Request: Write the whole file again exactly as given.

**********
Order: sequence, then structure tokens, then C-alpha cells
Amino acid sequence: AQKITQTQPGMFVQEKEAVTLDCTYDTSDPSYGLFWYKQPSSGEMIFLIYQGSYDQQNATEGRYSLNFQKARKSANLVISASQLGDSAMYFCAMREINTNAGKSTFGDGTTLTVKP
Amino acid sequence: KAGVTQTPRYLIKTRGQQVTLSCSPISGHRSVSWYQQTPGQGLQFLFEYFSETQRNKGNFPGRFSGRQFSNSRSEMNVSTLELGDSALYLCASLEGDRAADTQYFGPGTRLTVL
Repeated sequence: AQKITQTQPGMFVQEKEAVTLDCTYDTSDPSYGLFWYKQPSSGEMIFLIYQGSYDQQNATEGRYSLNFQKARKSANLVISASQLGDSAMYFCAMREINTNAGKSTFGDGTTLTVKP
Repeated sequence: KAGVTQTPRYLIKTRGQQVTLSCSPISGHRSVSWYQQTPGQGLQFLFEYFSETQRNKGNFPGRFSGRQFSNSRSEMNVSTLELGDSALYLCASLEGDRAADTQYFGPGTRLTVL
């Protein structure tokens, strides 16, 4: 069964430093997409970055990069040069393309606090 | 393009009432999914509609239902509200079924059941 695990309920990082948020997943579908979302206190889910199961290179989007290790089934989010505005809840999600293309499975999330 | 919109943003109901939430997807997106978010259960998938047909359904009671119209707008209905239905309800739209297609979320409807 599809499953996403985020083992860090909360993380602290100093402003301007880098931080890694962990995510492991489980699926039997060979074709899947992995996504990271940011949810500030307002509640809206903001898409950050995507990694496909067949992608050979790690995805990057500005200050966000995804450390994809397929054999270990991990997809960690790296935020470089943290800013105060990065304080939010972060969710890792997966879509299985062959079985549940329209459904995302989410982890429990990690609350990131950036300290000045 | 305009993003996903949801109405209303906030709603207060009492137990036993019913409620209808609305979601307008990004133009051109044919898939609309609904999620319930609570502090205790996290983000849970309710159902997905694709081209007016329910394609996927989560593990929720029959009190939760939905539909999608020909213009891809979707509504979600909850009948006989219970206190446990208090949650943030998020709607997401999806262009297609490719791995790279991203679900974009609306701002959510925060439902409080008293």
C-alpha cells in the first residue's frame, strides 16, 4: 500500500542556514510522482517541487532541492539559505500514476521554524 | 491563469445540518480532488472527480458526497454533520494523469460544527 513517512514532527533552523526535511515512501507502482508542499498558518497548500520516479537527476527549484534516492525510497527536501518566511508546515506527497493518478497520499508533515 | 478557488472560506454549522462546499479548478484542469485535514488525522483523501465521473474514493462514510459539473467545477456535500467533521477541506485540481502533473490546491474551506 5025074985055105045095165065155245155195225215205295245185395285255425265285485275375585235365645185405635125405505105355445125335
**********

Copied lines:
Order: sequence, then structure tokens, then C-alpha cells
Amino acid sequence: AQKITQTQPGMFVQEKEAVTLDCTYDTSDPSYGLFWYKQPSSGEMIFLIYQGSYDQQNATEGRYSLNFQKARKSANLVISASQLGDSAMYFCAMREINTNAGKSTFGDGTTLTVKP
Amino acid sequence: KAGVTQTPRYLIKTRGQQVTLSCSPISGHRSVSWYQQTPGQGLQFLFEYFSETQRNKGNFPGRFSGRQFSNSRSEMNVSTLELGDSALYLCASLEGDRAADTQYFGPGTRLTVL
Repeated sequence: AQKITQTQPGMFVQEKEAVTLDCTYDTSDPSYGLFWYKQPSSGEMIFLIYQGSYDQQNATEGRYSLNFQKARKSANLVISASQLGDSAMYFCAMREINTNAGKSTFGDGTTLTVKP
Repeated sequence: KAGVTQTPRYLIKTRGQQVTLSCSPISGHRSVSWYQQTPGQGLQFLFEYFSETQRNKGNFPGRFSGRQFSNSRSEMNVSTLELGDSALYLCASLEGDRAADTQYFGPGTRLTVL
């Protein structure tokens, strides 16, 4: 069964430093997409970055990069040069393309606090 | 393009009432999914509609239902509200079924059941 695990309920990082948020997943579908979302206190889910199961290179989007290790089934989010505005809840999600293309499975999330 | 919109943003109901939430997807997106978010259960998938047909359904009671119209707008209905239905309800739209297609979320409807 599809499953996403985020083992860090909360993380602290100093402003301007880098931080890694962990995510492991489980699926039997060979074709899947992995996504990271940011949810500030307002509640809206903001898409950050995507990694496909067949992608050979790690995805990057500005200050966000995804450390994809397929054999270990991990997809960690790296935020470089943290800013105060990065304080939010972060969710890792997966879509299985062959079985549940329209459904995302989410982890429990990690609350990131950036300290000045 | 305009993003996903949801109405209303906030709603207060009492137990036993019913409620209808609305979601307008990004133009051109044919898939609309609904999620319930609570502090205790996290983000849970309710159902997905694709081209007016329910394609996927989560593990929720029959009190939760939905539909999608020909213009891809979707509504979600909850009948006989219970206190446990208090949650943030998020709607997401999806262009297609490719791995790279991203679900974009609306701002959510925060439902409080008293």
C-alpha cells in the first residue's frame, strides 16, 4: 500500500542556514510522482517541487532541492539559505500514476521554524 | 491563469445540518480532488472527480458526497454533520494523469460544527 513517512514532527533552523526535511515512501507502482508542499498558518497548500520516479537527476527549484534516492525510497527536501518566511508546515506527497493518478497520499508533515 | 478557488472560506454549522462546499479548478484542469485535514488525522483523501465521473474514493462514510459539473467545477456535500467533521477541506485540481502533473490546491474551506 5025074985055105045095165065155245155195225215205295245185395285255425265285485275375585235365645185405635125405505105355445125335